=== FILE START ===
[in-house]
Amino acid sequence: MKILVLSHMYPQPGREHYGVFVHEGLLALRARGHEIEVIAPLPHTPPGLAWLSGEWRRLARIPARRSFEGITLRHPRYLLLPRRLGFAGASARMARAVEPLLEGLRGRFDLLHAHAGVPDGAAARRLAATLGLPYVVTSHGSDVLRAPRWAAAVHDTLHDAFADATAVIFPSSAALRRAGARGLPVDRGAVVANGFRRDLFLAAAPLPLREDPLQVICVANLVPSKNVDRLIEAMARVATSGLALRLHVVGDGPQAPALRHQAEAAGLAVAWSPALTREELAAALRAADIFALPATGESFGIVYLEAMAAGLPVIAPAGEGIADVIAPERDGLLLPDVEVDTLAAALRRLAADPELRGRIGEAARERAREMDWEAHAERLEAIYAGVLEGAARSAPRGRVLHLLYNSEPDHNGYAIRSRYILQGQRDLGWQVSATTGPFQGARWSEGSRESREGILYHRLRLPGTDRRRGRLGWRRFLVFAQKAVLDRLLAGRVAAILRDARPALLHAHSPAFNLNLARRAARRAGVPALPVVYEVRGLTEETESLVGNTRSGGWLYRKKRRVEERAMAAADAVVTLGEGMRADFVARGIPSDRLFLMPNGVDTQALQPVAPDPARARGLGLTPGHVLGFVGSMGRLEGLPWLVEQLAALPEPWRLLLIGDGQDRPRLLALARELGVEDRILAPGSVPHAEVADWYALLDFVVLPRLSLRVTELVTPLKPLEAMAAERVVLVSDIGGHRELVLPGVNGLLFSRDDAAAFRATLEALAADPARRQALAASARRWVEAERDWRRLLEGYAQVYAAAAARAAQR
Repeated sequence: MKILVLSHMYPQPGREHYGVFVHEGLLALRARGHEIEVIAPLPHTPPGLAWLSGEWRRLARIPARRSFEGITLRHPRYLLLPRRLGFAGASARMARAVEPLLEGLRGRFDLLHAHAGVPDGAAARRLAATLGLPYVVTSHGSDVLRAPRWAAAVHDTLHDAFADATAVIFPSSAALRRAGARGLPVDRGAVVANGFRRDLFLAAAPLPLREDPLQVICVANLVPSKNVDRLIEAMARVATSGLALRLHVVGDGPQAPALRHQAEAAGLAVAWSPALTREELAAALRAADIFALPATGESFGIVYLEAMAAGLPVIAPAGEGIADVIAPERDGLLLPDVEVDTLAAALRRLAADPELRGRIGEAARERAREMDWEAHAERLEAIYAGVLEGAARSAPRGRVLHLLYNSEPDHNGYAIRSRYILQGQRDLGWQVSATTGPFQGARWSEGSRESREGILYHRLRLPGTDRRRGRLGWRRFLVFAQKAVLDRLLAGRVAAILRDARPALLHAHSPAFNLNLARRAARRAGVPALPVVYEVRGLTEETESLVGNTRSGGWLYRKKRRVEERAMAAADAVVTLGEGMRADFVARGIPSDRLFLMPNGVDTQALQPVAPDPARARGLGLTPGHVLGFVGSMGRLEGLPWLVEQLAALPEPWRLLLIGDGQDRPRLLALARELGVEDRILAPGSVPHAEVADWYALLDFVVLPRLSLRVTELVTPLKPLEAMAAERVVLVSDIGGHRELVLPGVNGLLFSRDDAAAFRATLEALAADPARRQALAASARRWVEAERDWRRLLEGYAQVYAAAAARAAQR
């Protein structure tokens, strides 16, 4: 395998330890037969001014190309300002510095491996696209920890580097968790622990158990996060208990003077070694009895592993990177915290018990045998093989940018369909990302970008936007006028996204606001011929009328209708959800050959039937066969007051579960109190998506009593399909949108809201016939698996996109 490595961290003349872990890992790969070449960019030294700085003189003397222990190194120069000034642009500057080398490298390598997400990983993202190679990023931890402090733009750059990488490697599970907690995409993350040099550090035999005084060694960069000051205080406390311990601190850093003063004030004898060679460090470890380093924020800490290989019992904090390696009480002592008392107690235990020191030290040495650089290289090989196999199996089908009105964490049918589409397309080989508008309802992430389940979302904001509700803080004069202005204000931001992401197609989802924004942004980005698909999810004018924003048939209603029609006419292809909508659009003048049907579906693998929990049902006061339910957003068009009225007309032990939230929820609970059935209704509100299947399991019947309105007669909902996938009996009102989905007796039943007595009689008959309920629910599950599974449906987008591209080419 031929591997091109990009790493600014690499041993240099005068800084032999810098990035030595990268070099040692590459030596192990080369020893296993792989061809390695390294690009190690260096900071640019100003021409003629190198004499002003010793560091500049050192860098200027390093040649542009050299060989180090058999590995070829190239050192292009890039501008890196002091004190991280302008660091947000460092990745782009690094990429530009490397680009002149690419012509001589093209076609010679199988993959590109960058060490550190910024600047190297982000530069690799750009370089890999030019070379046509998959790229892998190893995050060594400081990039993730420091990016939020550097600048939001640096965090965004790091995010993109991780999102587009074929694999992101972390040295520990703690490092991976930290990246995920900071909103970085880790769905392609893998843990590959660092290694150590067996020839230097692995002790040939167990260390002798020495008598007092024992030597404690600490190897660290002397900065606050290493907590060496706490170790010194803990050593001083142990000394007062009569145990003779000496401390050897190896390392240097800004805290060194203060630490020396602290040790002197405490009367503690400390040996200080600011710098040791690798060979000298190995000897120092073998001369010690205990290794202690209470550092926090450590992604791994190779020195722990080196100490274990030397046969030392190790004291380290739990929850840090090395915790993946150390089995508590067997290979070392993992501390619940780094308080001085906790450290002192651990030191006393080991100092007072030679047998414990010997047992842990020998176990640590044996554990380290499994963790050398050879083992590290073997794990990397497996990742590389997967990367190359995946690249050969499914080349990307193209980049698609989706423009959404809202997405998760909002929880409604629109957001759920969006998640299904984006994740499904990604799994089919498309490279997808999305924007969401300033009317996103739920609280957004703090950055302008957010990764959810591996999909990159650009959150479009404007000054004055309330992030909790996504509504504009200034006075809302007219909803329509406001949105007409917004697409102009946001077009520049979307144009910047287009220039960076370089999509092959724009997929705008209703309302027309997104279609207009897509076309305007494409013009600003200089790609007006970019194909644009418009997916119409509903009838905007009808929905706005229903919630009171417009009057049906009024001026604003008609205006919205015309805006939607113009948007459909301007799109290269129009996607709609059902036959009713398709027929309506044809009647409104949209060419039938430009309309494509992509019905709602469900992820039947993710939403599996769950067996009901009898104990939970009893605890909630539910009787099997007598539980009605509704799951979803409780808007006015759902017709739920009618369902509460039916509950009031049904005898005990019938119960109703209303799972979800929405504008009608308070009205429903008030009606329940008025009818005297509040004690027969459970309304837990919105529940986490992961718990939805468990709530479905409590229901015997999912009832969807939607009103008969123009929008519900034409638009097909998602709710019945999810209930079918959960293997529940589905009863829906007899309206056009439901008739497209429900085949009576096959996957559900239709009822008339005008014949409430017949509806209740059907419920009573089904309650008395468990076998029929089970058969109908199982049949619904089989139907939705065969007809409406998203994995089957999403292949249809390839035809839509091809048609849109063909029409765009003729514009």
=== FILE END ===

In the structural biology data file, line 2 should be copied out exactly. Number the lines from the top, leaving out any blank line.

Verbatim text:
Amino acid sequence: MKILVLSHMYPQPGREHYGVFVHEGLLALRARGHEIEVIAPLPHTPPGLAWLSGEWRRLARIPARRSFEGITLRHPRYLLLPRRLGFAGASARMARAVEPLLEGLRGRFDLLHAHAGVPDGAAARRLAATLGLPYVVTSHGSDVLRAPRWAAAVHDTLHDAFADATAVIFPSSAALRRAGARGLPVDRGAVVANGFRRDLFLAAAPLPLREDPLQVICVANLVPSKNVDRLIEAMARVATSGLALRLHVVGDGPQAPALRHQAEAAGLAVAWSPALTREELAAALRAADIFALPATGESFGIVYLEAMAAGLPVIAPAGEGIADVIAPERDGLLLPDVEVDTLAAALRRLAADPELRGRIGEAARERAREMDWEAHAERLEAIYAGVLEGAARSAPRGRVLHLLYNSEPDHNGYAIRSRYILQGQRDLGWQVSATTGPFQGARWSEGSRESREGILYHRLRLPGTDRRRGRLGWRRFLVFAQKAVLDRLLAGRVAAILRDARPALLHAHSPAFNLNLARRAARRAGVPALPVVYEVRGLTEETESLVGNTRSGGWLYRKKRRVEERAMAAADAVVTLGEGMRADFVARGIPSDRLFLMPNGVDTQALQPVAPDPARARGLGLTPGHVLGFVGSMGRLEGLPWLVEQLAALPEPWRLLLIGDGQDRPRLLALARELGVEDRILAPGSVPHAEVADWYALLDFVVLPRLSLRVTELVTPLKPLEAMAAERVVLVSDIGGHRELVLPGVNGLLFSRDDAAAFRATLEALAADPARRQALAASARRWVEAERDWRRLLEGYAQVYAAAAARAAQR